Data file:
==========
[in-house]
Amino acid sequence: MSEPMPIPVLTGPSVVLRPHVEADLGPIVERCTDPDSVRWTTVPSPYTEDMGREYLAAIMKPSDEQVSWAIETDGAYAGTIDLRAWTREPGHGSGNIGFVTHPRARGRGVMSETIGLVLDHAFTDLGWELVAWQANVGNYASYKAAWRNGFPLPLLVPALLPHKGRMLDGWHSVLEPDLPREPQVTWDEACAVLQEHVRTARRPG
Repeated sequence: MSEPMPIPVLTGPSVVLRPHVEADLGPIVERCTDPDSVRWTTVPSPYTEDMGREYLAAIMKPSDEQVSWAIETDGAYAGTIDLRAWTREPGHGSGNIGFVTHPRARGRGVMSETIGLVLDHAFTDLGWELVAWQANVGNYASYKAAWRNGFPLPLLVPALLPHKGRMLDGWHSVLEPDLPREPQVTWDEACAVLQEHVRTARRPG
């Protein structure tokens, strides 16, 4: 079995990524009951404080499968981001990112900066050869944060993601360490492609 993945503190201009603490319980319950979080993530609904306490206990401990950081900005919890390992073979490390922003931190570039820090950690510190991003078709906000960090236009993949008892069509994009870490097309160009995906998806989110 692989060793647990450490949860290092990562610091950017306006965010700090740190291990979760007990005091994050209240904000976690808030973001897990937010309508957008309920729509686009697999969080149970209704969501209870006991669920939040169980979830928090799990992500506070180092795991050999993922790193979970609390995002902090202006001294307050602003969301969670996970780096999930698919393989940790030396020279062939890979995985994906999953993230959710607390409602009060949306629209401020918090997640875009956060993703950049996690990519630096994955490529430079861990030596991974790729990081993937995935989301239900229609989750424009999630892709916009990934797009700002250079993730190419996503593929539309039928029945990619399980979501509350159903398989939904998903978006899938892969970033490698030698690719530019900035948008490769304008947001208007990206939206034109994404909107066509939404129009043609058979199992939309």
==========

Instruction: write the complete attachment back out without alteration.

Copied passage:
[in-house]
Amino acid sequence: MSEPMPIPVLTGPSVVLRPHVEADLGPIVERCTDPDSVRWTTVPSPYTEDMGREYLAAIMKPSDEQVSWAIETDGAYAGTIDLRAWTREPGHGSGNIGFVTHPRARGRGVMSETIGLVLDHAFTDLGWELVAWQANVGNYASYKAAWRNGFPLPLLVPALLPHKGRMLDGWHSVLEPDLPREPQVTWDEACAVLQEHVRTARRPG
Repeated sequence: MSEPMPIPVLTGPSVVLRPHVEADLGPIVERCTDPDSVRWTTVPSPYTEDMGREYLAAIMKPSDEQVSWAIETDGAYAGTIDLRAWTREPGHGSGNIGFVTHPRARGRGVMSETIGLVLDHAFTDLGWELVAWQANVGNYASYKAAWRNGFPLPLLVPALLPHKGRMLDGWHSVLEPDLPREPQVTWDEACAVLQEHVRTARRPG
């Protein structure tokens, strides 16, 4: 079995990524009951404080499968981001990112900066050869944060993601360490492609 993945503190201009603490319980319950979080993530609904306490206990401990950081900005919890390992073979490390922003931190570039820090950690510190991003078709906000960090236009993949008892069509994009870490097309160009995906998806989110 692989060793647990450490949860290092990562610091950017306006965010700090740190291990979760007990005091994050209240904000976690808030973001897990937010309508957008309920729509686009697999969080149970209704969501209870006991669920939040169980979830928090799990992500506070180092795991050999993922790193979970609390995002902090202006001294307050602003969301969670996970780096999930698919393989940790030396020279062939890979995985994906999953993230959710607390409602009060949306629209401020918090997640875009956060993703950049996690990519630096994955490529430079861990030596991974790729990081993937995935989301239900229609989750424009999630892709916009990934797009700002250079993730190419996503593929539309039928029945990619399980979501509350159903398989939904998903978006899938892969970033490698030698690719530019900035948008490769304008947001208007990206939206034109994404909107066509939404129009043609058979199992939309």